soc.motss

Now listen up children...once upon a time, the Internet was a much smaller place. Try to picture it....graphical web-browsers were unheard of. Lynx was considered a new-fangled invention. AOL was actually struggling against the mighty CompuServe (remember commas and numeric usernames? you don't?) and Prodigy. IRC as we know it was still a few years away. Bill Gates wasn't an asshole yet. (Okay that last one is a lie.) Anyways this was a time when BBSes and Usenet newsgroups were the place to be for the digerati of the machine age.

I, however, was not one of those people. Like countless others, I was a lowly prole, thankful for my university-provided email account and thinking I was so clever to be able to access ARCHIE from the public terminal at the student union building. Somehow, I managed to finagle my way into the Independant Studies program, a self-directed program that came with the perq of one's own office. In reality, this was a small windowless room barely large enough to hold a desk and a filing cabinet. But it had much-coveted 24-hr access to a private computer lab that largely went unused. Most importantly, it had its own printer.

Those of you who have ever had to sprint across the building to a shared printer to snatch up your boyfriend's latest email (you know, the one with the bitmap email attachment of him naked with "I feel empty inside without you" written in magic marker on a rather revealing portion of his anatomy) before your Engineering Materials prof gets there to pick up his midterm scores will know EXACTLY what I mean. (Those of you who haven't will just see a really long run-on sentence.)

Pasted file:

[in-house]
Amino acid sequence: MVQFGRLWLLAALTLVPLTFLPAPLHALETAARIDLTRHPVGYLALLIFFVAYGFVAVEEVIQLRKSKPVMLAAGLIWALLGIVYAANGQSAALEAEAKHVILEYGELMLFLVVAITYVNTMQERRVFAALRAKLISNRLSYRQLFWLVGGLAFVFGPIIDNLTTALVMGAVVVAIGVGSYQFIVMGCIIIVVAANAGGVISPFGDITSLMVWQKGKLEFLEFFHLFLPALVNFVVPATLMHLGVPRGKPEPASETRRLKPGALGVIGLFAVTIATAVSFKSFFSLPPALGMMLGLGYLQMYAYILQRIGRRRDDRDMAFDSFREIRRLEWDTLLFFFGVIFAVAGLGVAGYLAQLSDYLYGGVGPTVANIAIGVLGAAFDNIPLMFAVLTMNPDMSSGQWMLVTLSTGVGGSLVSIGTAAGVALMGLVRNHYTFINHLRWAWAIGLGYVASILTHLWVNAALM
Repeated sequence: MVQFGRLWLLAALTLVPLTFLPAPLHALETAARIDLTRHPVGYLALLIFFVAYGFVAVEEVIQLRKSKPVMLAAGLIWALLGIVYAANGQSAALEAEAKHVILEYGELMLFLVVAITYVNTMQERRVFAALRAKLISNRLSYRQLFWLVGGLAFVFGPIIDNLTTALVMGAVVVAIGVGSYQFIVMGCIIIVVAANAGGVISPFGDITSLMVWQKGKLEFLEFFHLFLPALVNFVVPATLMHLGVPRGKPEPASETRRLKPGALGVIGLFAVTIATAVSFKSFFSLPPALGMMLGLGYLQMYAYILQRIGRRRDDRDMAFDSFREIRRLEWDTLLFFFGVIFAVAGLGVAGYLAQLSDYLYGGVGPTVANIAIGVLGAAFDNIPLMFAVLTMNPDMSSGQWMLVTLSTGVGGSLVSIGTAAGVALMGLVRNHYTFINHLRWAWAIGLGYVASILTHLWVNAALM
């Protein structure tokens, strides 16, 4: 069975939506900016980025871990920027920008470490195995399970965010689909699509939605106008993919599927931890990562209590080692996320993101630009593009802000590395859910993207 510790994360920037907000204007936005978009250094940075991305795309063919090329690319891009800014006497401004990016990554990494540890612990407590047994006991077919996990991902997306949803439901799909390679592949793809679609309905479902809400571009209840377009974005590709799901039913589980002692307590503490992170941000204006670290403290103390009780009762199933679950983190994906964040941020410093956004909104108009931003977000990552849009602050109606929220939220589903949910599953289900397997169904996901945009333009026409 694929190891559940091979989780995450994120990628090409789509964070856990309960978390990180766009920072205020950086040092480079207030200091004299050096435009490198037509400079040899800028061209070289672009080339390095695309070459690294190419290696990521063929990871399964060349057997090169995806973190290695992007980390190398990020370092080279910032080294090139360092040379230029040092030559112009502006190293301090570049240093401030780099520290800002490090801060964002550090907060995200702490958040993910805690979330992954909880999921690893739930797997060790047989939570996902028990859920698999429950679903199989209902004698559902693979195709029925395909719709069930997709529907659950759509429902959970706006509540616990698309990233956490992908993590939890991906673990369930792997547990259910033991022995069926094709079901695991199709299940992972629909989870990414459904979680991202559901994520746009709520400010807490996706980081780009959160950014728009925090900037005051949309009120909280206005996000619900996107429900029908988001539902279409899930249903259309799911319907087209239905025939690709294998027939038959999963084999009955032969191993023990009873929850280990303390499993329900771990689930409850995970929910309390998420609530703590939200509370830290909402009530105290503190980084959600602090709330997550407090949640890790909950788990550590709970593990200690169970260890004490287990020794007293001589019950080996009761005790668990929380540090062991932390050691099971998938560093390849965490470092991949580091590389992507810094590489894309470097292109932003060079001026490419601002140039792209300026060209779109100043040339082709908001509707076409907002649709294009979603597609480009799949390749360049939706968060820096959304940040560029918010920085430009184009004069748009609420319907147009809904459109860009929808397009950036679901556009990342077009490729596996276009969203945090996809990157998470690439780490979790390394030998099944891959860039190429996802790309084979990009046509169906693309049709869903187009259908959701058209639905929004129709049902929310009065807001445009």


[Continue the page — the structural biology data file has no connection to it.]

Anyways, in those days, I used to hang out on the Usenet newsgroup soc.motss. The "motss" stood for "members of the same sex" and it was sort of like hanging out on channel, only in stop-motion, like a bad infomercial. A newsgroup (or NG -- now called "Internet discussion group") is sort of like an online cork board. You post messages to the newsgroup and other people comment on it in their own postings. It's not quite real-time, but responses are often posted quite quickly, especially on the high-traffic NGs like soc.motss.

I contributed here and there to the newsgroup traffic and even met a few members of the group IRL at get-togethers called "motss.cons". At the 1993 March on Washington, I designed and carried a banner for the Canadian delegation, and met up with other motssers. After I left university, I lost my computer access for a while and disappeared from soc.motss. When I joined the channel in 1996, I discovered that some of the #gaysfers (Erik, fruitbat, UCCityTop) were people I'd known and chatted with in my soc.motss days.

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